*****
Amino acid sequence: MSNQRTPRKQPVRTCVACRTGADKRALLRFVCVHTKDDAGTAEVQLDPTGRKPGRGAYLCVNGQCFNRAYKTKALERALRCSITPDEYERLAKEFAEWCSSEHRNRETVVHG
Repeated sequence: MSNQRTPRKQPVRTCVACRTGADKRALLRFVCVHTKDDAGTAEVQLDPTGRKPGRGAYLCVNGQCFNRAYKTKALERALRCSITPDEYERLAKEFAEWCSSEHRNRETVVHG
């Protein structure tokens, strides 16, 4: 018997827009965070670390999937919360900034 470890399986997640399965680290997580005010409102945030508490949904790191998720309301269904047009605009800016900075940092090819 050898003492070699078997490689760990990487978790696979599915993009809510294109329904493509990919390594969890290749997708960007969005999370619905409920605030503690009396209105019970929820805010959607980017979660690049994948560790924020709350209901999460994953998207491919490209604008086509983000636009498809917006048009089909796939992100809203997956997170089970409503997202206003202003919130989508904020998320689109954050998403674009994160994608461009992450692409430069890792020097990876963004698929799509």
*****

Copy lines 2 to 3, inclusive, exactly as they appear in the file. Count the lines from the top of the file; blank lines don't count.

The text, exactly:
Repeated sequence: MSNQRTPRKQPVRTCVACRTGADKRALLRFVCVHTKDDAGTAEVQLDPTGRKPGRGAYLCVNGQCFNRAYKTKALERALRCSITPDEYERLAKEFAEWCSSEHRNRETVVHG
């Protein structure tokens, strides 16, 4: 018997827009965070670390999937919360900034 470890399986997640399965680290997580005010409102945030508490949904790191998720309301269904047009605009800016900075940092090819 050898003492070699078997490689760990990487978790696979599915993009809510294109329904493509990919390594969890290749997708960007969005999370619905409920605030503690009396209105019970929820805010959607980017979660690049994948560790924020709350209901999460994953998207491919490209604008086509983000636009498809917006048009089909796939992100809203997956997170089970409503997202206003202003919130989508904020998320689109954050998403674009994160994608461009992450692409430069890792020097990876963004698929799509």